Washington D.C., July 10, 2020 - More than three decades after the shocking execution of six Jesuit priests by the Salvadoran military, National Security Archive senior analyst Kate Doyle testified today at the historic legal proceedings in Spain to hold senior officials accountable for the November 1989 atrocity. Acting as an expert witness, Doyle authenticated hundreds of declassified U.S. records that have been submitted as evidence to the Spanish tribunal in the case of the Jesuits.
“The U.S. documents provide a strong credibility, and a clear relevance to clarifying the crimes that were committed,” as Doyle, who directs the El Salvador Documentation Project at the National Security Archive, informed the court.
The legal proceedings against former Vice Minister of Public Security Col. Inocente Orlando Montano began in June 2020. Montano, who quietly left El Salvador in 2001 was discovered by human rights investigators living outside Boston in 2011. He was convicted of immigration fraud and, in November 2017, extradited to Spain to stand trial for his role in the murder of the Jesuits, five of whom held Spanish citizenship.
In the early morning hours of November 16, 1989, an elite unit of the Salvadoran armed forces entered the grounds of the Jesuit-run University of Central America in San Salvador and executed its rector, Father Ignacio Ellacuría, along with five other Jesuit priests, their housekeeper, and her 16-year old daughter. The murders became one of the most notorious human rights crimes of El Salvador’s 12-year civil war, which ended in 1992 after an estimated 75,000 civilian deaths.
Since 2008, when Spanish lawyer Almudena Bernabeu, then at the independent, San Francisco-based Center for Justice and Accountability (CJA), along with Spain’s Human Rights Association, first filed a 126-page legal complaint in Madrid against members of the Salvadoran high command, the National Security Archive has made hundreds of declassified U.S. records available to the proceedings. In late November 2009, Doyle traveled to Madrid to testify on the authenticity of the records as part of a set of evidentiary hearings. Spanish judge Eloy Velasco cited “an abundant amount of information, collected and carefully analyzed,” contained in “thousands of documents declassified by United States government agencies” in his May 2011 indictment of 20 high-level Salvadoran officers.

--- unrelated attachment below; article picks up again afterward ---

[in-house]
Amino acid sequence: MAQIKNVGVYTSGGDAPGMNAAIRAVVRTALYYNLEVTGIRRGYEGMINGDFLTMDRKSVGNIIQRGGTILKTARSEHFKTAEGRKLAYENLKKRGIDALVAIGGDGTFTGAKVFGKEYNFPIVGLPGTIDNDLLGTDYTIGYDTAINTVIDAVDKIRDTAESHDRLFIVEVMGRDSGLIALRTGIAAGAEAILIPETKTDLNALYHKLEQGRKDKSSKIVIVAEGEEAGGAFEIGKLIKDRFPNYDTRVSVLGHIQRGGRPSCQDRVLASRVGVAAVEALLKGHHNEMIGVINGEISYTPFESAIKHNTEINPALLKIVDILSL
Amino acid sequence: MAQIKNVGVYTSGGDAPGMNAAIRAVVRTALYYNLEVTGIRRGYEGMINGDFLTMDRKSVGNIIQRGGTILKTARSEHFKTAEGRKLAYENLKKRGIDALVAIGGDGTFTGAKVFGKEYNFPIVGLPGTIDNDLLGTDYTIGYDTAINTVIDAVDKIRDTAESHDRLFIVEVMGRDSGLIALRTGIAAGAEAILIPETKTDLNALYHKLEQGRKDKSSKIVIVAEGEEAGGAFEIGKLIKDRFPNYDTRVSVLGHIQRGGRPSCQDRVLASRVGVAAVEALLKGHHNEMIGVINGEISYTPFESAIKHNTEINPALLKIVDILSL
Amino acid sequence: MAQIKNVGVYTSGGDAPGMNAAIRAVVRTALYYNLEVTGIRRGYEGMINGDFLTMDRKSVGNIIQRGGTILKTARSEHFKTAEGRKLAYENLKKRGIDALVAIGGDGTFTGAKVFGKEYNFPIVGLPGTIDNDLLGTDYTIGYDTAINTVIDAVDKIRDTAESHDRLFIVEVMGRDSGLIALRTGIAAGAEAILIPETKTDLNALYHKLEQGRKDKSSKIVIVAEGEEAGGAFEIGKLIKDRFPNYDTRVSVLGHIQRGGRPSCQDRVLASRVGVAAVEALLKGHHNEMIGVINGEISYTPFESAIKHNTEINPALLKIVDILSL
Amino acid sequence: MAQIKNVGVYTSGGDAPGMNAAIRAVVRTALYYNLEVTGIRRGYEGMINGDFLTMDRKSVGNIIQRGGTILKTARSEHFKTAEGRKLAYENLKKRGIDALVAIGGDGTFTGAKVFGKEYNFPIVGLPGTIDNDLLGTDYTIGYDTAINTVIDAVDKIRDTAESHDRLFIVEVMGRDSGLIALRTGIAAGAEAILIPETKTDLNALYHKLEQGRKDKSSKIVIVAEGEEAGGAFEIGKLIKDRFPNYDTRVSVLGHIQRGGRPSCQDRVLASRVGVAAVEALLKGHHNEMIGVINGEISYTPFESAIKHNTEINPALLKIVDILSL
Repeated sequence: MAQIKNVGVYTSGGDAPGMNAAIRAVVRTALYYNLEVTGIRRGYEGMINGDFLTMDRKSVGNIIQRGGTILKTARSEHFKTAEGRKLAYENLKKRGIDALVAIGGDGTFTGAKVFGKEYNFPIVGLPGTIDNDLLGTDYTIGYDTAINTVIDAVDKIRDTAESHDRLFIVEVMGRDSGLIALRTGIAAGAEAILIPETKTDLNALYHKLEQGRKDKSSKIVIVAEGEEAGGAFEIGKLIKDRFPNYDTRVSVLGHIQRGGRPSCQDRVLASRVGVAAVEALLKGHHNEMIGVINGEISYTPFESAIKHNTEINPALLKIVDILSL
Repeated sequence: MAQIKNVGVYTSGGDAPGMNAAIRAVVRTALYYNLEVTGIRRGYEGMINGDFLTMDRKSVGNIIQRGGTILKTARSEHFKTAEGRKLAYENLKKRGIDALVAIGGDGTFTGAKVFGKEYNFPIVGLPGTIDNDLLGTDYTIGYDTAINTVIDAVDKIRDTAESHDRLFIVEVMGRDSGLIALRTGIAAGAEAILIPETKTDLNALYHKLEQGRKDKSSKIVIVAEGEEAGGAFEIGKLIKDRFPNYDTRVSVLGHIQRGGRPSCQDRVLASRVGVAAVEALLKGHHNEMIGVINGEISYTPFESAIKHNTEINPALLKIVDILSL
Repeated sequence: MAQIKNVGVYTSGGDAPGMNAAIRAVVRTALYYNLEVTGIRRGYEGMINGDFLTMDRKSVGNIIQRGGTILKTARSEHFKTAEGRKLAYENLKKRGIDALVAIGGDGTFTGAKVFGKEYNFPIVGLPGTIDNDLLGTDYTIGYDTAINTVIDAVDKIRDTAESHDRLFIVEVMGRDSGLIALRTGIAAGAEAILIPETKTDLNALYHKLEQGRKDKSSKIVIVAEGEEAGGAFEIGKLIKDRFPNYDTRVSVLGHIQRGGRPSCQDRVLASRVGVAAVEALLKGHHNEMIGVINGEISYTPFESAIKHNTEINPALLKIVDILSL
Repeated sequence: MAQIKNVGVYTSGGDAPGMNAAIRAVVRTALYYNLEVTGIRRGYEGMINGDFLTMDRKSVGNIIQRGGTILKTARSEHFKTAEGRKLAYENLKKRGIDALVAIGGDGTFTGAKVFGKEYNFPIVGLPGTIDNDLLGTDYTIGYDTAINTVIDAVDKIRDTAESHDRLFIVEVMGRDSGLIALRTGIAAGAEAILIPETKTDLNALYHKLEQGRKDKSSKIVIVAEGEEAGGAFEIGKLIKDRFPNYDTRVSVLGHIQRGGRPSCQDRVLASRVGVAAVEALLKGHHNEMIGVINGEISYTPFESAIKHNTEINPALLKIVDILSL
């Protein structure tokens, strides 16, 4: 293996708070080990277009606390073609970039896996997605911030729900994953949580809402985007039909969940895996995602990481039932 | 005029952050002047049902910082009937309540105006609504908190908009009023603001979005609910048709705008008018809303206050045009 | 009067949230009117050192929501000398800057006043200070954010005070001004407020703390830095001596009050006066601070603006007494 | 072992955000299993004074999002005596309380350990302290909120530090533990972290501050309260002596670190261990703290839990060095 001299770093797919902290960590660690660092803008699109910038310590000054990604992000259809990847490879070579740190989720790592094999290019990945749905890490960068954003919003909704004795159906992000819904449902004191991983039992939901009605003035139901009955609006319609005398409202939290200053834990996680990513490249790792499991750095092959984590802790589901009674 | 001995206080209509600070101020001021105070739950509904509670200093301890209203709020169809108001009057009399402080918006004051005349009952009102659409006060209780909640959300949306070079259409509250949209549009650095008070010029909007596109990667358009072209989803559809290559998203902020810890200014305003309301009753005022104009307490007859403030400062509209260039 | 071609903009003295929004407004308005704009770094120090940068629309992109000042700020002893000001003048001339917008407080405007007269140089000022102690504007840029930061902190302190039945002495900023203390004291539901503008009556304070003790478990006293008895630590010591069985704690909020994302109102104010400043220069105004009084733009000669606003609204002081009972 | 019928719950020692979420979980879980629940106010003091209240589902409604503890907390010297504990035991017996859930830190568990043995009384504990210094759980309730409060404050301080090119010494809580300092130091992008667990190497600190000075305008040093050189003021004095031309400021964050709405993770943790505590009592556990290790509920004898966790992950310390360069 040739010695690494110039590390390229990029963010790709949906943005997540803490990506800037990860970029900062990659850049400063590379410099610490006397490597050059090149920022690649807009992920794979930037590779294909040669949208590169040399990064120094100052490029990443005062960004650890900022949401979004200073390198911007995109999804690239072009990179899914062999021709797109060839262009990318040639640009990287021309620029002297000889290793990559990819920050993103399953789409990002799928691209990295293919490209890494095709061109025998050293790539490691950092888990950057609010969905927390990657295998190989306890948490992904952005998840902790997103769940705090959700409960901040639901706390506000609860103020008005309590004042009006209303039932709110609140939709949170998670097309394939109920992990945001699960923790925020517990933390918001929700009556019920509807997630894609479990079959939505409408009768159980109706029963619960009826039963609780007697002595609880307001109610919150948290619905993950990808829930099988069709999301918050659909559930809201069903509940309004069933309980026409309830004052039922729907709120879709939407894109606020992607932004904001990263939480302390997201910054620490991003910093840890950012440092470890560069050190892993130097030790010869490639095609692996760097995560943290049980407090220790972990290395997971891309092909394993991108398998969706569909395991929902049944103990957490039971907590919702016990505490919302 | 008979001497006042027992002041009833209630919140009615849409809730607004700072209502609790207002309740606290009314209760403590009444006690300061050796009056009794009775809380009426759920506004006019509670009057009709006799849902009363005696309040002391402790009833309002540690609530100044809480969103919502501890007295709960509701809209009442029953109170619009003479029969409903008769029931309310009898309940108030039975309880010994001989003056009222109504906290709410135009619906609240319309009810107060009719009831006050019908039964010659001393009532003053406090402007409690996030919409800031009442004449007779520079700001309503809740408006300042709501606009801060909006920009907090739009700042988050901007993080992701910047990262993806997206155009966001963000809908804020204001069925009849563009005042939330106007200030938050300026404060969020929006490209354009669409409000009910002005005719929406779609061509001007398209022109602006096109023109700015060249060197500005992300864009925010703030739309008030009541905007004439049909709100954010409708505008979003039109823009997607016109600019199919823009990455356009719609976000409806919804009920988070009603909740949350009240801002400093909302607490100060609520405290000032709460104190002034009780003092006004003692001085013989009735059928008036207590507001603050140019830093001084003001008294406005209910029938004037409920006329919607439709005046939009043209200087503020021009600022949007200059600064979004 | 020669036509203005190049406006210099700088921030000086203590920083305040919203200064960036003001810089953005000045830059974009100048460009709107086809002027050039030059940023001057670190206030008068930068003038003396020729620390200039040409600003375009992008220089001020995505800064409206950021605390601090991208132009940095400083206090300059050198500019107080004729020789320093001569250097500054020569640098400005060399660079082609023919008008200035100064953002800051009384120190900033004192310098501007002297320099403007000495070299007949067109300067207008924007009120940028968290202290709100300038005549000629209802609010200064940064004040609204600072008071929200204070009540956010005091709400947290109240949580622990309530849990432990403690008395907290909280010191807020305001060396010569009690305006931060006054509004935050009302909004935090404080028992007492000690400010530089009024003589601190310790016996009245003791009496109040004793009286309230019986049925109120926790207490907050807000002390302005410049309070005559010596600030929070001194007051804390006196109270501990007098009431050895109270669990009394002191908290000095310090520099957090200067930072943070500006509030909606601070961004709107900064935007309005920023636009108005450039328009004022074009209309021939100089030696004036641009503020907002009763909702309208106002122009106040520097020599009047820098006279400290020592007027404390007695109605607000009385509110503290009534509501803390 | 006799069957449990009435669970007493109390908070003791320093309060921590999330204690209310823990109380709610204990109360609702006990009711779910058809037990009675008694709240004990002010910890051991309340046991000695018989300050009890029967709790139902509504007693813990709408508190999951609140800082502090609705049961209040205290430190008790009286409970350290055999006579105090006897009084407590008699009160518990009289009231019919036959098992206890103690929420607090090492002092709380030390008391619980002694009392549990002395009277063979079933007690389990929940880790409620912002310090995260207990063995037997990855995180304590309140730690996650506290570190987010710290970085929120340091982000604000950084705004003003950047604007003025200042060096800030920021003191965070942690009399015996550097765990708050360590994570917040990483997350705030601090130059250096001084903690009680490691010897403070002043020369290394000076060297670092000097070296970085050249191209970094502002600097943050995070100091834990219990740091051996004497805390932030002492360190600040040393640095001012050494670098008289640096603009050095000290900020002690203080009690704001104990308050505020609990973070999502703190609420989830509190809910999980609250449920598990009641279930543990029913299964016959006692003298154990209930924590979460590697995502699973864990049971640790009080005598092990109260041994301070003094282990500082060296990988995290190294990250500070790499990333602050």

Gathered painstakingly over the course of decades, the documents contain what Doyle describes as “vital information about the military’s conspiracy to assassinate the Jesuits, how the kill operation unfolded, and the elaborate steps taken by senior officers – including the official on trial in Madrid, former army Colonel Inocente Orlando Montano – to hide what happened.”
As the evidence makes clear, these actions by El Salvador’s Armed Forces (ESAF) were apparent to U.S. officials at the time. As one embassy cable from San Salvador reported: “In the 12 months since ESAF responsibility for the murders was revealed, the military’s leadership has resisted all appeal for an honest accounting of what [it] must have possessed from the beginning—the truth.”
The National Security Archive has a long track record of supplying evidence in the form of once-secret CIA, Defense Intelligence Agency, FBI and State Department records for human rights trials. When prosecutors have sought assistance in a case, the Archive has searched its data-based collections of declassified U.S. documents amassed through years of research, archival sleuthing, and Freedom of Information Act (FOIA) requests. Archive collections can take three, five, ten, even twenty years to build because of the staggering delays in the federal classification and public access system.